SINGAPORE - The Progress Singapore Party (PSP) has accepted the challenge to debate employment policies and the Singapore-India Comprehensive Economic Cooperation Agreement (Ceca), said Non-Constituency MP Leong Mun Wai on Tuesday (June 22).
Writing on Facebook, he added that the opposition party would seek further information from the Government at the parliamentary sitting in July to prepare for the debate which was first mooted by Law and Home Affairs Minister K. Shanmugam in May.
"Subsequently, the PSP will decide on a suitable time to file a motion," said Mr Leong. "It will be then up to the Speaker's discretion to confirm the date of the debate."
He told The Straits Times that the party would be asking questions related to the number of employment passes, S passes and work passes issued from 2005 to 2020.
"It is in public interest that all data and information regarding our employment situation is revealed. We are concerned about the lack of opportunities for our local workforce due to unfair hiring practices in some sectors," said Mr Leong.
Other draft parliamentary questions by the PSP, seen by ST, include a request for a breakdown of industries and commonly-held jobs for nationals from China, India, Australia and the United States.
Ceca has been criticised in some quarters as paving the way for Indian nationals to nick jobs in Singapore from locals and it is an issue the PSP has raised on multiple occasions.
In Parliament last month, Mr Shanmugam said there have been "several canards" about Ceca. "If anyone here believes that Ceca is a problem, put it up for a motion, debate it openly and let's hear whether Singaporeans benefit or lose from it."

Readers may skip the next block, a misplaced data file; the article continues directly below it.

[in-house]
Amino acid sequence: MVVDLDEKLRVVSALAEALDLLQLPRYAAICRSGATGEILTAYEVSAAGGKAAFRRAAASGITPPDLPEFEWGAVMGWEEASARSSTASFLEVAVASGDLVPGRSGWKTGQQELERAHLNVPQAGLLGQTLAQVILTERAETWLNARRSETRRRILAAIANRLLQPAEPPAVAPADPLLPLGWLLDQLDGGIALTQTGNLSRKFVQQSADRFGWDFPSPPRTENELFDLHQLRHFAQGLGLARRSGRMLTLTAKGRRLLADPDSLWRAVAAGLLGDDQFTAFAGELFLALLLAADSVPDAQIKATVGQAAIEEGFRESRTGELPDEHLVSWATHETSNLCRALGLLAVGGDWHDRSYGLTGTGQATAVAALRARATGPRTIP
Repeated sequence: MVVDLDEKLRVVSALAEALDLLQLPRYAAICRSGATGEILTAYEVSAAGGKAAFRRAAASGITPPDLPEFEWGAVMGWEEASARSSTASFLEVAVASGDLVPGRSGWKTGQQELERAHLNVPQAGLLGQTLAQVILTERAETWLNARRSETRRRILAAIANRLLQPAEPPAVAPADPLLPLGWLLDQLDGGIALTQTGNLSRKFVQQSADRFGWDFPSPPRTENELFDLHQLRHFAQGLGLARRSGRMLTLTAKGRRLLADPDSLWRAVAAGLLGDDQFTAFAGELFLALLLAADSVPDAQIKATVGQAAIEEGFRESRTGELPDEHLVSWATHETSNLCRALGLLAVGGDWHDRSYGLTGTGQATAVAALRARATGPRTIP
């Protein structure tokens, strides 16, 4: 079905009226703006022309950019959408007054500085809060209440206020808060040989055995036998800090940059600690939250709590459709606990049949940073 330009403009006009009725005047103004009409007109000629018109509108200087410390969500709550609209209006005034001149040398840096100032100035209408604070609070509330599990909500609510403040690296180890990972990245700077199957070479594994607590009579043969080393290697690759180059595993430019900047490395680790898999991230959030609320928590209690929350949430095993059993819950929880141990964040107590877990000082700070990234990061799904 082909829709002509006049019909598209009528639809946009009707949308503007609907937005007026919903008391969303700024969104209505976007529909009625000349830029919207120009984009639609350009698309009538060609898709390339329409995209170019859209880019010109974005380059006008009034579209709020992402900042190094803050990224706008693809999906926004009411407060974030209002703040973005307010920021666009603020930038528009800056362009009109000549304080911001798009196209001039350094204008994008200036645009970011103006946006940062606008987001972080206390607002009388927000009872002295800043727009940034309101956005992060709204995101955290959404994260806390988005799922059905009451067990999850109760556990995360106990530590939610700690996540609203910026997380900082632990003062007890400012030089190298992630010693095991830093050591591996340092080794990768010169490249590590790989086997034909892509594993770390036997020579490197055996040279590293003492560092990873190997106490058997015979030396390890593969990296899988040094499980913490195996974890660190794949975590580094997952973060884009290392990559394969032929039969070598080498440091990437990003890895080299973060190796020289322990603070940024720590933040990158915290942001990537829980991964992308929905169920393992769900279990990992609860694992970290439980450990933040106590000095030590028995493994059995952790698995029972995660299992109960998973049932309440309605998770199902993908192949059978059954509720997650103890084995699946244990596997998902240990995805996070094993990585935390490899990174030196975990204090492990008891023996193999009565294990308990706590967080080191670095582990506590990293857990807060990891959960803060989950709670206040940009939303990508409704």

"I'm looking at you, Mr Leong," he added then. "I invite you to put up a motion to debate Ceca. You know that most of what is said about Ceca is false."
On Tuesday, Mr Leong said the PSP would take up the gauntlet despite its "limited resources" because the party believes in "protecting our domestic economy and our people".
He said Singaporeans and their companies lacked the financial buffer to weather the economic fallout from Covid-19 pandemic and attributed this to economic and tax policies resulting in widespread social inequalities.
The main economic policies affecting jobs and livelihoods relate to foreign PMETs and free trade agreements, in particular Ceca, said Mr Leong.
"PSP feels strongly that the time to rebalance the interests of the Singaporeans vis-a-vis foreign PMETs in the job market is long overdue," he wrote. "This rebalancing may involve the recouping of tens of thousands of jobs from work pass holders through tighter enforcement of our employment rules, amongst other measures.
"This will affect a portion of the total foreign PMETs in our workforce but is a necessary step to create a win-win situation for both Singaporeans and foreign nationals."
He urged the Government to engage in the debate with "grace, openness, transparency and trust that we all have Singapore's interests at heart".